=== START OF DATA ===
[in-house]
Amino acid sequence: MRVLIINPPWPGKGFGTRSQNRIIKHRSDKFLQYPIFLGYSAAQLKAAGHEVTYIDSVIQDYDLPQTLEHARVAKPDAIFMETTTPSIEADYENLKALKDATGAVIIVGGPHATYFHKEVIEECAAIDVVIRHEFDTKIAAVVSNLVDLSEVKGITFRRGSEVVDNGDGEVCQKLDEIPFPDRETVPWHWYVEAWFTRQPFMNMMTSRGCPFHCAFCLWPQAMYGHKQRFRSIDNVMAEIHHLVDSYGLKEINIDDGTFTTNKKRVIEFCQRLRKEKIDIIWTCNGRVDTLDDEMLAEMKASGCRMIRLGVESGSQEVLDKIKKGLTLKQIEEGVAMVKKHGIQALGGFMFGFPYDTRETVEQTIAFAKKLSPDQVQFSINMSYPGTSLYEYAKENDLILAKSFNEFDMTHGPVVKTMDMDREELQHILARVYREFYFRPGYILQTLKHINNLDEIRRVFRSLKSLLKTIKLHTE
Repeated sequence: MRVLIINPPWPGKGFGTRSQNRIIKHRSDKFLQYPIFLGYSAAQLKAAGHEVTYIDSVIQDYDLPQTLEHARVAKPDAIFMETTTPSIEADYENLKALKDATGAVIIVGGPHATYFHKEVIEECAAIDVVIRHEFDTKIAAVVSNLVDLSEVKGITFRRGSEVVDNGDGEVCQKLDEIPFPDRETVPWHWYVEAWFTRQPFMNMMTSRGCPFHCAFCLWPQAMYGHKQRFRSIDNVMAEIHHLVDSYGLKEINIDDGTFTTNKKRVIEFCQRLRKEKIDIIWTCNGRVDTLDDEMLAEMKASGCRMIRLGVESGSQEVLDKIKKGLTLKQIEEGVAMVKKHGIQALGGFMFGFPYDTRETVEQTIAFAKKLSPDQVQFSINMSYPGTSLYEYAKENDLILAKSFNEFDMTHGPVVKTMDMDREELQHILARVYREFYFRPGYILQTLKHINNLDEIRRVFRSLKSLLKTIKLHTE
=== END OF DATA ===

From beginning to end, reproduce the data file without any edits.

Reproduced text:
[in-house]
Amino acid sequence: MRVLIINPPWPGKGFGTRSQNRIIKHRSDKFLQYPIFLGYSAAQLKAAGHEVTYIDSVIQDYDLPQTLEHARVAKPDAIFMETTTPSIEADYENLKALKDATGAVIIVGGPHATYFHKEVIEECAAIDVVIRHEFDTKIAAVVSNLVDLSEVKGITFRRGSEVVDNGDGEVCQKLDEIPFPDRETVPWHWYVEAWFTRQPFMNMMTSRGCPFHCAFCLWPQAMYGHKQRFRSIDNVMAEIHHLVDSYGLKEINIDDGTFTTNKKRVIEFCQRLRKEKIDIIWTCNGRVDTLDDEMLAEMKASGCRMIRLGVESGSQEVLDKIKKGLTLKQIEEGVAMVKKHGIQALGGFMFGFPYDTRETVEQTIAFAKKLSPDQVQFSINMSYPGTSLYEYAKENDLILAKSFNEFDMTHGPVVKTMDMDREELQHILARVYREFYFRPGYILQTLKHINNLDEIRRVFRSLKSLLKTIKLHTE
Repeated sequence: MRVLIINPPWPGKGFGTRSQNRIIKHRSDKFLQYPIFLGYSAAQLKAAGHEVTYIDSVIQDYDLPQTLEHARVAKPDAIFMETTTPSIEADYENLKALKDATGAVIIVGGPHATYFHKEVIEECAAIDVVIRHEFDTKIAAVVSNLVDLSEVKGITFRRGSEVVDNGDGEVCQKLDEIPFPDRETVPWHWYVEAWFTRQPFMNMMTSRGCPFHCAFCLWPQAMYGHKQRFRSIDNVMAEIHHLVDSYGLKEINIDDGTFTTNKKRVIEFCQRLRKEKIDIIWTCNGRVDTLDDEMLAEMKASGCRMIRLGVESGSQEVLDKIKKGLTLKQIEEGVAMVKKHGIQALGGFMFGFPYDTRETVEQTIAFAKKLSPDQVQFSINMSYPGTSLYEYAKENDLILAKSFNEFDMTHGPVVKTMDMDREELQHILARVYREFYFRPGYILQTLKHINNLDEIRRVFRSLKSLLKTIKLHTE